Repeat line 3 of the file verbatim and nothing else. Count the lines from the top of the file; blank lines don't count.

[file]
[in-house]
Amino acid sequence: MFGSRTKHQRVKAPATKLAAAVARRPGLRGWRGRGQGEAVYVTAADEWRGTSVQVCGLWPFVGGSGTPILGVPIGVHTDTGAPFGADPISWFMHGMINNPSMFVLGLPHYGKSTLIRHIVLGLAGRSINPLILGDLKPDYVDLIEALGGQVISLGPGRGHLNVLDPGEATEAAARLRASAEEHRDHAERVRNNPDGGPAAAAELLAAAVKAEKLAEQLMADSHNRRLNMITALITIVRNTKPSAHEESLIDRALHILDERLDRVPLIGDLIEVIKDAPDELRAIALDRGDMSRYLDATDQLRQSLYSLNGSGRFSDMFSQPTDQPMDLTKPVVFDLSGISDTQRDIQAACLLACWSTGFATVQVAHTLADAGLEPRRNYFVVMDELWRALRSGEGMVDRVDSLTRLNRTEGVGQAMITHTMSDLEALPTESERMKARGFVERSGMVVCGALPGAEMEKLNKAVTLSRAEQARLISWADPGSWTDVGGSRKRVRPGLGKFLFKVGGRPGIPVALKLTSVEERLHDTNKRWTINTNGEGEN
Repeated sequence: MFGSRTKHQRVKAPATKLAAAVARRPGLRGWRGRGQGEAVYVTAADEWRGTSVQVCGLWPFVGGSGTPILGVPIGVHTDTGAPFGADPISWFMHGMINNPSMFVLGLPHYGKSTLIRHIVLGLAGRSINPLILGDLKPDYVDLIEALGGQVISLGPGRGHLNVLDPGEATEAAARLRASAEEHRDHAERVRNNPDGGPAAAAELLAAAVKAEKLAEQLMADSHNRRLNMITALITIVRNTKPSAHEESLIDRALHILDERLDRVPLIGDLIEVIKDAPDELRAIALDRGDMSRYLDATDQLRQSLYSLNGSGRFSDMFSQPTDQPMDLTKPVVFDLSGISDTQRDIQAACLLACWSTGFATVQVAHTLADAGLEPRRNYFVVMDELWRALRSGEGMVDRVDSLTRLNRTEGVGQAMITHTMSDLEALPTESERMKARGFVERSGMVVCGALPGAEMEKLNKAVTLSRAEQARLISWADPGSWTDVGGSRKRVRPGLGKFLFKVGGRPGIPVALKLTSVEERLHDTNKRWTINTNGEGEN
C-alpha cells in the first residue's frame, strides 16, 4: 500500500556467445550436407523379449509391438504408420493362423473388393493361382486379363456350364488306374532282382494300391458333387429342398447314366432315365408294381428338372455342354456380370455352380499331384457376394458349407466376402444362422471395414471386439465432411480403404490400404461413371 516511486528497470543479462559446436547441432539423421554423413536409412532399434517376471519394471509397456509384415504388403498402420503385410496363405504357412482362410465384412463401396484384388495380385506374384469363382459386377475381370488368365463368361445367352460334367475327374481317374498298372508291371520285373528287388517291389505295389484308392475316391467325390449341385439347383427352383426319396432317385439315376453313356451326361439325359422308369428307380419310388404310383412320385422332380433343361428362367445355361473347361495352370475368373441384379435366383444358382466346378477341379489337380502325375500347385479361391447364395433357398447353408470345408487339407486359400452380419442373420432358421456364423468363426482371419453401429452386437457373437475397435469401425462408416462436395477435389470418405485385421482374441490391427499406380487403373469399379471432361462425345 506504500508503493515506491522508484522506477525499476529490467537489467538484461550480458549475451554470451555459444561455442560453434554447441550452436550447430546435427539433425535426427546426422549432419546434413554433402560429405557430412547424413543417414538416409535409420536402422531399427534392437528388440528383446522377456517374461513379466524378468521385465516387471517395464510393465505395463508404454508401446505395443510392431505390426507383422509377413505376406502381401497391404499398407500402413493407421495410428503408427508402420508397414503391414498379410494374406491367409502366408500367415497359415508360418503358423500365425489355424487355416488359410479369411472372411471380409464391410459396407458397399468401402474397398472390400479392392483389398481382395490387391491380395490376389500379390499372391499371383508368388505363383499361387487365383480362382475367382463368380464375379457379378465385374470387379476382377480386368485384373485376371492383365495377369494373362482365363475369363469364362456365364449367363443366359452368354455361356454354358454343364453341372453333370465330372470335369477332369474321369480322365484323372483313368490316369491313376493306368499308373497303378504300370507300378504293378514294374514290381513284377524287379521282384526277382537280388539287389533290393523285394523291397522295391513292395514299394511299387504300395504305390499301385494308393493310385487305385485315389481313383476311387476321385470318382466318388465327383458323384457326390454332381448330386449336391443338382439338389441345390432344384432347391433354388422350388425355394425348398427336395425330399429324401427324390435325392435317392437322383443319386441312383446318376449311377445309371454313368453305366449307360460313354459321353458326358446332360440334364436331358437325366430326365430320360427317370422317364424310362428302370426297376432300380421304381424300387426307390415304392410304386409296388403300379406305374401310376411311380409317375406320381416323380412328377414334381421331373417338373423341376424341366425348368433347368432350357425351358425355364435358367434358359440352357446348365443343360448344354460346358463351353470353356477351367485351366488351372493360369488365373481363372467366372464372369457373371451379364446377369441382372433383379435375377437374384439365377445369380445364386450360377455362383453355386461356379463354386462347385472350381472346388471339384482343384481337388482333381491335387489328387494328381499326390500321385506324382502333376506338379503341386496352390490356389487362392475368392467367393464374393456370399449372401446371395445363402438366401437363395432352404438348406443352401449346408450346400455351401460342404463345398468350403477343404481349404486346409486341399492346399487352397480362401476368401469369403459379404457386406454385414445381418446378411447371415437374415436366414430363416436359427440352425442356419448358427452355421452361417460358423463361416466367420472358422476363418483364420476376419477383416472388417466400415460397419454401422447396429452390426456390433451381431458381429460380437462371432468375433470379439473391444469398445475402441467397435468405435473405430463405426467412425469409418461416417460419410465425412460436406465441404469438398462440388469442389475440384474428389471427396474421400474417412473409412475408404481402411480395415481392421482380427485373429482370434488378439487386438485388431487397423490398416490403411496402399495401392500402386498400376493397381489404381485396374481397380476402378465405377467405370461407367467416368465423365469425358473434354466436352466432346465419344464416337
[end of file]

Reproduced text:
Repeated sequence: MFGSRTKHQRVKAPATKLAAAVARRPGLRGWRGRGQGEAVYVTAADEWRGTSVQVCGLWPFVGGSGTPILGVPIGVHTDTGAPFGADPISWFMHGMINNPSMFVLGLPHYGKSTLIRHIVLGLAGRSINPLILGDLKPDYVDLIEALGGQVISLGPGRGHLNVLDPGEATEAAARLRASAEEHRDHAERVRNNPDGGPAAAAELLAAAVKAEKLAEQLMADSHNRRLNMITALITIVRNTKPSAHEESLIDRALHILDERLDRVPLIGDLIEVIKDAPDELRAIALDRGDMSRYLDATDQLRQSLYSLNGSGRFSDMFSQPTDQPMDLTKPVVFDLSGISDTQRDIQAACLLACWSTGFATVQVAHTLADAGLEPRRNYFVVMDELWRALRSGEGMVDRVDSLTRLNRTEGVGQAMITHTMSDLEALPTESERMKARGFVERSGMVVCGALPGAEMEKLNKAVTLSRAEQARLISWADPGSWTDVGGSRKRVRPGLGKFLFKVGGRPGIPVALKLTSVEERLHDTNKRWTINTNGEGEN